Even though Virginia law bars nearly all law enforcement use of unmanned aircraft until July of next year, the Wise County Commonwealth’s Attorney is eager to get started.
Ronald K. Elkins claims the wording of the law should allow limited police use of drones during the current moratorium. He’s asking if Virginia Attorney General Mark Herring agrees with his view of the statute.
The ACLU of Virginia disagrees. The group says Elkins is trying to get around the clear intent of the General Assembly when it passed a two-year moratorium on police drones.
The statute – passed in 2012 – bars law enforcement use of an “unmanned aircraft system” before July 1, 2015.
Elkins says, since the law forbids use of a “system,” it is “clear that the use of single unmanned aerial vehicle” – authorized by a search warrant – would not be subject to the ban.
“This is a transparent effort to circumvent the clear intention of the legislature which was to ban ALL drone use by law enforcement and regulatory agencies for two years, except in very narrowly defined circumstances,” said Claire Guthrie Gastañaga, ACLU of Virginia executive director.
Elkins said he has no intention of allowing general surveillance with a drone.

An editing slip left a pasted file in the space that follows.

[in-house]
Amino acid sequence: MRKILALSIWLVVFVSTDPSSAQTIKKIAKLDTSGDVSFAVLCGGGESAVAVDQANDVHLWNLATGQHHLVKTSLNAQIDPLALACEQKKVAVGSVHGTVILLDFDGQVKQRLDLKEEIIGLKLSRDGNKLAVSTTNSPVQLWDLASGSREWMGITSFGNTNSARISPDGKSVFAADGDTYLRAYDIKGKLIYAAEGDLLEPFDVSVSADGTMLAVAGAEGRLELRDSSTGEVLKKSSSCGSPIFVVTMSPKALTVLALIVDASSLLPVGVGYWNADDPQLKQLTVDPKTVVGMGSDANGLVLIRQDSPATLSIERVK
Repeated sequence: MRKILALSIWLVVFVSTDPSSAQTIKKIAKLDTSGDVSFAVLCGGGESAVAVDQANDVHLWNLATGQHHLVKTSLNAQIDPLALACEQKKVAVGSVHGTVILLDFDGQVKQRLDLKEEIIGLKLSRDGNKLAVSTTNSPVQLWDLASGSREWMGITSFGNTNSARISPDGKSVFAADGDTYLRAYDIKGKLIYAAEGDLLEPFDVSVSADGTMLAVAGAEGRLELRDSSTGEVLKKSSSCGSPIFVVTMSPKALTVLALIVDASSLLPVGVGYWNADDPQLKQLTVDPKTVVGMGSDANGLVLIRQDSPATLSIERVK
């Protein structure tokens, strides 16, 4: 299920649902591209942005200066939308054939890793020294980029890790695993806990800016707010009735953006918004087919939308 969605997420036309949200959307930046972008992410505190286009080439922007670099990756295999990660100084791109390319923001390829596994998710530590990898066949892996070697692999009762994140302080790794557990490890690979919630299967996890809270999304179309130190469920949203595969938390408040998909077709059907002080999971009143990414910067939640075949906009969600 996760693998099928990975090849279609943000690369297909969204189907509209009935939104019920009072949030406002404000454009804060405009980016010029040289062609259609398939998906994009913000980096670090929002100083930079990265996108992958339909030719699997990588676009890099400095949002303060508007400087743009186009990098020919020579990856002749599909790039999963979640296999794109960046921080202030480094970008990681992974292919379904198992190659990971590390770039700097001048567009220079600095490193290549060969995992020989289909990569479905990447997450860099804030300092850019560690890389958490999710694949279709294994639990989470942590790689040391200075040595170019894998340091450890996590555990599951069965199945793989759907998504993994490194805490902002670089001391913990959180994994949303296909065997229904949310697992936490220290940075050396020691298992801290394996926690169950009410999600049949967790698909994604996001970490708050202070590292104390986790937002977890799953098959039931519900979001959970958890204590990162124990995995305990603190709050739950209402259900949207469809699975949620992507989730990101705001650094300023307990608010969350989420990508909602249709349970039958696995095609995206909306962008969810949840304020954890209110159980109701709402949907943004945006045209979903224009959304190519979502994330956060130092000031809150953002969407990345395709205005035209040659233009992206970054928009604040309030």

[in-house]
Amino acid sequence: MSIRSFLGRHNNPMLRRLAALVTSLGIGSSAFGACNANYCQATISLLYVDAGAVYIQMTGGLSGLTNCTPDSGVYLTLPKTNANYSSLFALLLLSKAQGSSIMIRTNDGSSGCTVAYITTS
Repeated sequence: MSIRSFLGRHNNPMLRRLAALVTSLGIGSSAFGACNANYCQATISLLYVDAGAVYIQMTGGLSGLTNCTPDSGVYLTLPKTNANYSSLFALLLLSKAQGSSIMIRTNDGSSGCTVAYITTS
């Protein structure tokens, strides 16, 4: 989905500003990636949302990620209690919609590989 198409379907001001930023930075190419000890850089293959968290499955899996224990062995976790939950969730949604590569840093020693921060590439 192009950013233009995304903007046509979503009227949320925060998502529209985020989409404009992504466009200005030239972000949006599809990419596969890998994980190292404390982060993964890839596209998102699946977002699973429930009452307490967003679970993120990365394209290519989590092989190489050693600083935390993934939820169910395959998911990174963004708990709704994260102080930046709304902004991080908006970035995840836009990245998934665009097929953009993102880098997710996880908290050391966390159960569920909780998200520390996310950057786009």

“My intention is not to violate anybody’s Fourth Amendment rights, absolutely not,” Elkins said in an interview. He proposes police drone use only with a specific search warrant.
Elkins said he can envision a number of ways drones could be useful, both for law enforcement and other government services. He said he wished authorities could have used a drone to help search for a missing child in one recent case.
Elkins said the commissioner of revenue might be able to better assess property values using drones to peer over fences. Officials might put up a drone to evaluate an illegal dump.
“I would love to have an aerial view of a crime scene as it’s being worked,” he said.
Elkins said the technology is there to aid authorities, and regulating it “will be an issue for years to come.”
The prosecutor said he would not be surprised if Herring does not agree with his interpretation of the moratorium language.
“I just want to have a definitive answer, once and for all,” he said.
Gastañaga said it’s time to discuss how the technology will be used after the moratorium expires.
“We hope that law enforcement will come to the table to discuss legislation to establish basic principles that will guide all future use of this technology instead of spending time trying to get around the moratorium now in place,” she said.